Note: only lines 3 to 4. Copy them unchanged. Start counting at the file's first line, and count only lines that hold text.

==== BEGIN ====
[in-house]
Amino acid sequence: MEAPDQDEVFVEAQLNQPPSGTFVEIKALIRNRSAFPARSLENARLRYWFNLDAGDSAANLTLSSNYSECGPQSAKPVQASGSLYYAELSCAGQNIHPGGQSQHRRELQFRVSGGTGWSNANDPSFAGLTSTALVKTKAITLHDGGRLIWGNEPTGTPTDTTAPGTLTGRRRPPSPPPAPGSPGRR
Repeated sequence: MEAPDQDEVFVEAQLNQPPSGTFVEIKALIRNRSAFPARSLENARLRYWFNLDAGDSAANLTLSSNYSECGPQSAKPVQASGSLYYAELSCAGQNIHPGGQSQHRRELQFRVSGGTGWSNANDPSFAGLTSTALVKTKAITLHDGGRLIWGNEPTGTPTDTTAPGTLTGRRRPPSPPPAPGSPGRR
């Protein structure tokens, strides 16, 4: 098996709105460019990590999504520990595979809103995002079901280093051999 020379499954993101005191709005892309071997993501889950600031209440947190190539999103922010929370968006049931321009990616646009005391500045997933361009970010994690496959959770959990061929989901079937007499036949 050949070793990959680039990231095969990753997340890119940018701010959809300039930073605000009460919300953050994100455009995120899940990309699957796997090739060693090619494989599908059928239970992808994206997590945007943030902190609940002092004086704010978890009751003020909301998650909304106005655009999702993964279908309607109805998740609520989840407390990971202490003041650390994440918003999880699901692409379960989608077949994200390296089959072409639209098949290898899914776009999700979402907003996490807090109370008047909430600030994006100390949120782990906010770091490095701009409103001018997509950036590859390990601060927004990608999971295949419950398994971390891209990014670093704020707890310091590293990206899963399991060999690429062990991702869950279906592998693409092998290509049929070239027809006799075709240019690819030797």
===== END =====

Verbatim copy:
Repeated sequence: MEAPDQDEVFVEAQLNQPPSGTFVEIKALIRNRSAFPARSLENARLRYWFNLDAGDSAANLTLSSNYSECGPQSAKPVQASGSLYYAELSCAGQNIHPGGQSQHRRELQFRVSGGTGWSNANDPSFAGLTSTALVKTKAITLHDGGRLIWGNEPTGTPTDTTAPGTLTGRRRPPSPPPAPGSPGRR
């Protein structure tokens, strides 16, 4: 098996709105460019990590999504520990595979809103995002079901280093051999 020379499954993101005191709005892309071997993501889950600031209440947190190539999103922010929370968006049931321009990616646009005391500045997933361009970010994690496959959770959990061929989901079937007499036949 050949070793990959680039990231095969990753997340890119940018701010959809300039930073605000009460919300953050994100455009995120899940990309699957796997090739060693090619494989599908059928239970992808994206997590945007943030902190609940002092004086704010978890009751003020909301998650909304106005655009999702993964279908309607109805998740609520989840407390990971202490003041650390994440918003999880699901692409379960989608077949994200390296089959072409639209098949290898899914776009999700979402907003996490807090109370008047909430600030994006100390949120782990906010770091490095701009409103001018997509950036590859390990601060927004990608999971295949419950398994971390891209990014670093704020707890310091590293990206899963399991060999690429062990991702869950279906592998693409092998290509049929070239027809006799075709240019690819030797």